American Amelia Borofsky has been on Pukapuka since last year, and has been providing regular reports to Cook Islands News. Here she writes of Dr Thein’s arrival to the remote northern group island.
A doctor has not been in Pukapuka since 2005.
For the last 20 years, Manongi Tiro, a nurse practitioner, has served her people. For the last five years, she oversaw the ten hospital and health affiliated staff. The hard-working staff delivers babies, dresses wounds and administers medication.
They also provide health education at Niua School and listen to people’s needs. Any urgent or high-risk cases they send on a Ministry of Health flight to Rarotonga, a necessary and valued service for the atoll.
When the doctor arrived the island buzzed “the doctor has arrived,” “have you met the doctor yet?”
Dr Hla Thein grew up in Burma and lived in Fiji for the last 18 years with his wife Florence, a theologian, and his son Ederil, a professional golfer.
Dr Thein has lived in 18 different countries. He worked for the United Nations and in a refugee camp along the Thai-Burmese border. He last worked as a principal medical officer overseeing seven hospitals and has a special interest in non-communicable diseases.
Dr Thein wanted a new challenge and chose the Cook Islands because of the high rates of non-communicable diseases and the chance to have an impact.
While working at the Rarotonga Hospital, he heard about the vacant position in Pukapuka. No one wanted to take the position and other doctors discouraged him.
“You will come running back here,” they said.
The negative prejudices about Pukapuka offer a partial explanation for why a doctor has not been posted here for such a long time.
Dr Thein says: “I love a challenge and I knew that my skills would be most useful in a remote location.”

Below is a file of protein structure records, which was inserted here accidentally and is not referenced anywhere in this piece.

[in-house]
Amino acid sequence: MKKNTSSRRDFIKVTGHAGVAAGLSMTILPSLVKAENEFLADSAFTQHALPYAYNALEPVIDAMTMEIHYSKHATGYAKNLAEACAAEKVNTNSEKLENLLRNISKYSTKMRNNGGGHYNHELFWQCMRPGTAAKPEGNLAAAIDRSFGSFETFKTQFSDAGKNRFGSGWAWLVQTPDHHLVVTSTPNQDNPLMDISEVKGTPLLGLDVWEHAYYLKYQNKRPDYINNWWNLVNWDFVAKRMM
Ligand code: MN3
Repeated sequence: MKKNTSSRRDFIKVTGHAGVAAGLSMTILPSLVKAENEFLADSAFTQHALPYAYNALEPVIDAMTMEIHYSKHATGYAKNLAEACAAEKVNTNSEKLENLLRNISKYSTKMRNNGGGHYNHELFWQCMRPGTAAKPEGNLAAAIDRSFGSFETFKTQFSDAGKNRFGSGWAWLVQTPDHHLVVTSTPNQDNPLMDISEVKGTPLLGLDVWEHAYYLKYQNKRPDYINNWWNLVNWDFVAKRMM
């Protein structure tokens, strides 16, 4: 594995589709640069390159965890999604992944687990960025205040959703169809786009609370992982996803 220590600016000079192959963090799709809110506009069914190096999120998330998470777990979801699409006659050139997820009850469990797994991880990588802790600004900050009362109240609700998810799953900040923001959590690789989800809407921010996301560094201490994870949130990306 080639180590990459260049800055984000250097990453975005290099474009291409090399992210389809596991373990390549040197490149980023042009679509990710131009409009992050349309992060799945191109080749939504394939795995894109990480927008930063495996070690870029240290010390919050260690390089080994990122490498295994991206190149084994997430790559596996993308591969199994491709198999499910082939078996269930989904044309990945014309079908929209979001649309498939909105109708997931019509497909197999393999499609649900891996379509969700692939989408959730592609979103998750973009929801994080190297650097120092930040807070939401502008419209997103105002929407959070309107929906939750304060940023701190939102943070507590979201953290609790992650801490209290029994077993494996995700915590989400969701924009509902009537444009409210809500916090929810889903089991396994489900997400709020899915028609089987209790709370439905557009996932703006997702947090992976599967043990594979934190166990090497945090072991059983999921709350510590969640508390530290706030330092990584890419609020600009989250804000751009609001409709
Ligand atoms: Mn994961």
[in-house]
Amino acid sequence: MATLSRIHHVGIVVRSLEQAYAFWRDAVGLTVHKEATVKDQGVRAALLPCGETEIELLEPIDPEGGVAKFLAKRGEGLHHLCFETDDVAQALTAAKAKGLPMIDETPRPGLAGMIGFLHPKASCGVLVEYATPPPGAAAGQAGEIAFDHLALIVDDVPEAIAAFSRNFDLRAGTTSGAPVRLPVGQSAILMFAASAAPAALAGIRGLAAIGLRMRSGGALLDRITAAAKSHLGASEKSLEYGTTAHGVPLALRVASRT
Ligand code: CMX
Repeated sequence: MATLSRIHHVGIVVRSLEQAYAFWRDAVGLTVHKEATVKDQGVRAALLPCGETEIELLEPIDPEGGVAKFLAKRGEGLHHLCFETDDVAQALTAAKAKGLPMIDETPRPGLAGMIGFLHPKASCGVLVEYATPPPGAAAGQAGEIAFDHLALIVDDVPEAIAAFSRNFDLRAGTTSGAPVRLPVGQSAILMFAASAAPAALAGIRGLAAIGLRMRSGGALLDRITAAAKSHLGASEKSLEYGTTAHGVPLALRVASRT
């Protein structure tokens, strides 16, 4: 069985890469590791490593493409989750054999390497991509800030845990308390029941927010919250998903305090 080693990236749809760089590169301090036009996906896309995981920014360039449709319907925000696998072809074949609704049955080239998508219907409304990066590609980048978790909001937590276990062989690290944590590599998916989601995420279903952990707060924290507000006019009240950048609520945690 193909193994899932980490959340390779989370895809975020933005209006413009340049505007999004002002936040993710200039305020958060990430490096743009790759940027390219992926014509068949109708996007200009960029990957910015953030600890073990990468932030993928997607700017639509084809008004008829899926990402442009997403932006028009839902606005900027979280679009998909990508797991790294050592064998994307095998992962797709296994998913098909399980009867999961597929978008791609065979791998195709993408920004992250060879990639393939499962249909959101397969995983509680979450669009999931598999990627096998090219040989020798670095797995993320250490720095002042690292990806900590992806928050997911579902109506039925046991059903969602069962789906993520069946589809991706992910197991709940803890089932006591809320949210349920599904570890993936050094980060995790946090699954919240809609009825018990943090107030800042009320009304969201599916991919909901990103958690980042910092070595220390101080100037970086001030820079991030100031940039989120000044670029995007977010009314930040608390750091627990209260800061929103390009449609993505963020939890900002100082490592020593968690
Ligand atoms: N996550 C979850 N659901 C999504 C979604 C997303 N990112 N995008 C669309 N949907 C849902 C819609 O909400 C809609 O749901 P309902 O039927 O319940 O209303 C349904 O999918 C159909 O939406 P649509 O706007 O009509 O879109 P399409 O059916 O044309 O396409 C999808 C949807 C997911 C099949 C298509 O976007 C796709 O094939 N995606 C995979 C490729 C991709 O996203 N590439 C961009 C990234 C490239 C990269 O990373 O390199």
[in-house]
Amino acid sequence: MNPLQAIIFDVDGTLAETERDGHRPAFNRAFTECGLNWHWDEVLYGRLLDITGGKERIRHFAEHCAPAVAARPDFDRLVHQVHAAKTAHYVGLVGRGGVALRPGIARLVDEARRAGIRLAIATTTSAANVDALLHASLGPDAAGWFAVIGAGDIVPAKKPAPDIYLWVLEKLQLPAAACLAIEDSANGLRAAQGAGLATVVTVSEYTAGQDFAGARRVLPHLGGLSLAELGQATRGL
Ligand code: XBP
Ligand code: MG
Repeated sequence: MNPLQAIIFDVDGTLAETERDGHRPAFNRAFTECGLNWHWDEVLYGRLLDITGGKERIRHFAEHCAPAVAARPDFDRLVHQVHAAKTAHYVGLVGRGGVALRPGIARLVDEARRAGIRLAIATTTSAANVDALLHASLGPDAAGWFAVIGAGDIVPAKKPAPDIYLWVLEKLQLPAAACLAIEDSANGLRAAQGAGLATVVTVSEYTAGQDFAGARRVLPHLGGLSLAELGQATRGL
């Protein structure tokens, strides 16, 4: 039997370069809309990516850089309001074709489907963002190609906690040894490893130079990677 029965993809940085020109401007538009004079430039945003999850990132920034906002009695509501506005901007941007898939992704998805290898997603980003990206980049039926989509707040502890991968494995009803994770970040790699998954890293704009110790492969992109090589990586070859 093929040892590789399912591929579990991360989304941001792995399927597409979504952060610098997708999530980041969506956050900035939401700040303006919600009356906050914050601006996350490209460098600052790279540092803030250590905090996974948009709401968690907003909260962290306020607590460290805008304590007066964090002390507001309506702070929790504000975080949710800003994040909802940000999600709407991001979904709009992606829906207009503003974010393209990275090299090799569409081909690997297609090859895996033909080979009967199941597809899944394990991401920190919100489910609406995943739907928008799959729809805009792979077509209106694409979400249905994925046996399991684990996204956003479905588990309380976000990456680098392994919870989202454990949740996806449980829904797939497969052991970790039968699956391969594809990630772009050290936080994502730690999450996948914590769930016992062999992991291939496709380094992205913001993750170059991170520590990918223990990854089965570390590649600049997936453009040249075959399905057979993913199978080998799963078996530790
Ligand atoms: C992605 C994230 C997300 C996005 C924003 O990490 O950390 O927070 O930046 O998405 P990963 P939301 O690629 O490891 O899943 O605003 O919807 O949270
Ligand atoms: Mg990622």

Pukapuka and Dr Thein have met their match.
“Last night, my dear,” he says, “I thought this is paradise. I just need to catch a chicken and then it will be paradise.”
The next day the island secretary’s son delivered him a chicken.
“We will get this whole island eating vegetables,” he says, “and I will eat all the chicken.” Dr Thein already planted cucumbers, radishes, chilli, garlic and cabbages to serve as a model. He and his staff planted the edible rukau and plumeria and hibiscus around the hospital.
“Non-communicable disease management and the upgrade of the hospital are my priorities,” he says.
In the first few days, Dr Thein walked around the atoll introducing himself to people, chatting and joking. Upon meeting Mama Vai on her front porch he kissed her and rubbed her sore legs.
“Ea koi ite akalili,” says Mama Vai laughing. The nurse practitioner and Mama Vai’s daughter-in-law, Letai, translates.
“I am not cheeky my dear,” says Dr Thein, “I am super cheeky.”
He delivers a few more hilarious not-for-print jokes.
“Actually,” he says, “you are super cheeky and I am super, super cheeky.”
“Oh the old mamas are going to love you,” says Letai.
Everyone hopes that Dr Thein stays at least for the two-year contract, or for longer. In the past, some doctors broke their contract early because of boredom, isolation or an inability to pass the language barrier.
Because of these issues, the coconut wireless said a long-term Pukapukan doctor would arrive.
Pukapuka has a relatively healthy population thanks to a diet of fish, taro, and coconuts and a lifestyle of fishing, taro farming and playing sport.
Pukapuka also has invaluable local remedies including medicinal plants, lomi lomi massage and a local chiropractor healer.
Still, there’s additional public health work needed. There’s home visits to the elderly, health education at the school, medication compliance, management of and education on non-communicable diseases, a diet low in fruits and vegetables, nicotine dependence, alcoholism, domestic violence prevention, sex education, breast feeding promotion, public sanitation and encouraging people to seek medical attention early rather than waiting until something becomes serious.
There are also transportation challenges making it difficult to send blood samples or receive needed supplies.
“We have toothbrushes but no toothpaste to do the tooth brushing drills at the school,” says Noloto Williams the dentist. Dr Thein rises to the challenge stating “just wait, we will have the healthiest island.”
In the next few weeks, Dr Thein and the nursing staff plan to visit each house on the atoll to survey the prevalence and management of non-communicable diseases.
Dr Thein is a welcome, chicken-eating, jovial, “super, super cheeky” presence in Pukapuka.